Lime scooters have a software bug that causes them to hurl their riders to the ground


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Ah, the legendarily truthworthy dependability of mystery electronics bought from and serviced by the lowest bidders.

How do you like them helmets?


The company claims that fewer than 0.0045% of all rides worldwide have been affected, adding that “any injury is one too many.”

Yes, and 9 incidents per 2000 rides is quite a lot. Denver has 350 Lime scooters. This article assumes 5.5 rides per scooter per day. That adds up to a hair shy of one incident per day in one second-tier American city.


I think you are a couple of decimal places off, but they are probably grossly under-reporting.

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Well, the solution is the classic USA-ian “sue their asses into the ground for having dysfunctional software that is causing personal injury”.

They’re certainly going to give lip service to the “one injury is too many” phrase, but certainly will not actually stop putting the company before users until it starts to hit them in the pocketbook.

I imagine that there are reputable personal injury firms that would be more than happy to handle the lawsuits.


So it Begins.

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Without helmet it can be also potentially lethal on scooters, and most riders don’t wear helmets.


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then by design the system will treat attempts by the rider override the immobilization command as an attack…

If you can modify the software while hitting a pothole at top speed, I say you should get a free scooter. Actually, wouldn’t that throw you off the scooter anyway?


“[I]n very rare cases—usually riding downhill at top speed while hitting a pothole or other obstacle—excessive brake force on the front wheel can occur, resulting in a scooter stopping unexpectedly.”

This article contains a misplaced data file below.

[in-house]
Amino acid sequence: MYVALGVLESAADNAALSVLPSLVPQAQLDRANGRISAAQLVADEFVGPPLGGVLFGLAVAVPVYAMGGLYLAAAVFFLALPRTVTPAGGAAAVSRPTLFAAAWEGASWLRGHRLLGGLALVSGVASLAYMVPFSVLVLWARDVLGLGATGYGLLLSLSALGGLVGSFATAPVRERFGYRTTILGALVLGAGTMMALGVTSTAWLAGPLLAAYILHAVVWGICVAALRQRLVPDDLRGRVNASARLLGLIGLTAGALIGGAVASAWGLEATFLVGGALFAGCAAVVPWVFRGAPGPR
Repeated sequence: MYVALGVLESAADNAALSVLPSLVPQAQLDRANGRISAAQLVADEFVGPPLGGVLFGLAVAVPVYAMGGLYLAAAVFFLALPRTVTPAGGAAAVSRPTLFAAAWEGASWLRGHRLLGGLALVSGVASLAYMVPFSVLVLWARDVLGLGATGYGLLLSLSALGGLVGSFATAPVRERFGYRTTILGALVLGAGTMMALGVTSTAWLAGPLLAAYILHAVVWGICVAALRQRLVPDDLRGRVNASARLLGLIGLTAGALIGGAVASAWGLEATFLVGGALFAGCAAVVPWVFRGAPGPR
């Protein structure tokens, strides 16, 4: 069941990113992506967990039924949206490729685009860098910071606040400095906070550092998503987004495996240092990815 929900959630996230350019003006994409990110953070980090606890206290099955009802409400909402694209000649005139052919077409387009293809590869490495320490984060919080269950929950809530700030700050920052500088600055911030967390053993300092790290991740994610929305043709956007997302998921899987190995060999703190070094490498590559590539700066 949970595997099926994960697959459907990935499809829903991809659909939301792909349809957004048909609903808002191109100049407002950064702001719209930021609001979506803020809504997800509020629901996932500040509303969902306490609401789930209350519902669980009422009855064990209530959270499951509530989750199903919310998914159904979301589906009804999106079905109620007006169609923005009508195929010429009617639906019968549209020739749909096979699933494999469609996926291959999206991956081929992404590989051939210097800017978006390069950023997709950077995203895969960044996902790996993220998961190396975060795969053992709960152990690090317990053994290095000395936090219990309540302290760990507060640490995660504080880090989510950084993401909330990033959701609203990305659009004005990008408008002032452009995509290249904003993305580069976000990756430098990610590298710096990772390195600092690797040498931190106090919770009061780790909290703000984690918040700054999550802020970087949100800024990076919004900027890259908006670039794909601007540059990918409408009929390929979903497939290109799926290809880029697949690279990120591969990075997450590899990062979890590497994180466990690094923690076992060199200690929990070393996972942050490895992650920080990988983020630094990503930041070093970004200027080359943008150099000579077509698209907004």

This happened to a friend of mine. Twice. In a flat-as-a-pancake area.

Luckily neither he nor his son were injured.


Oh c’mon!
Like no one ever had Lemon-Lime before!




The word usually is doing a lot of work in that sentence. It seems to imply the fault is the driver (“downhil” and “top speed” and also the municipality “pot hole”) rather than the company making money out of unsafe scooters.

And how often out of the accidents is “usually”?


The “accidents per ride” stat seems intentionally misleading because it’s not comparable to other ways we measure the danger of things. Give us injuries per year per 100,000 users or injuries per billion vehicle km and we can compare to stats for other modes of transit. Based on some big guesses (2.5km per ride from @gelfin’s link, 10% of ‘affected’ rides resulting in injury since it apparently happens mostly at top speed) this bug alone seems to make the scooters 4 or more times and dangerous a driving. That would be added to all other sources of danger from driving a motorized scooter.


If the scooters were designed only to serve the rider (and not also the company renting it), then safety might well have been a higher priority. But it’s not like they couldn’t have designed it to fail safely and have a remote kill switch. If the kill switch just cut power to the motor and left the scooter in neutral, that wouldn’t have caused this problem (and would be just as effective at preventing theft).

I’d say the immediate problem is not the rent-seeking, but rather the “permanent beta” attitude of VC-funded tech businesses. There’s never a finished product – even if millions of people are riding it around in traffic – it’s always just a demo to attract future investment. You have permission to ignore boring stuff like safety, sustainability and compliance, because that’ll be resolved in the hypothetical final product, made by some other schlub after you cash out.


Oh, right, the percent. Fuck. That’s what I get for mathing without coffee.


Is it wrong of me to giggle, thinking of inventing a “Lime stopper” keychain remote that would surround me with a bubble of scooter free pavement as I walk?

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Yes, unless you enjoy being certainly hit with lawsuits once people find out, and possibly criminal charges.


Move fast and break things … like your neck.


Lemon-Lime and Bitters!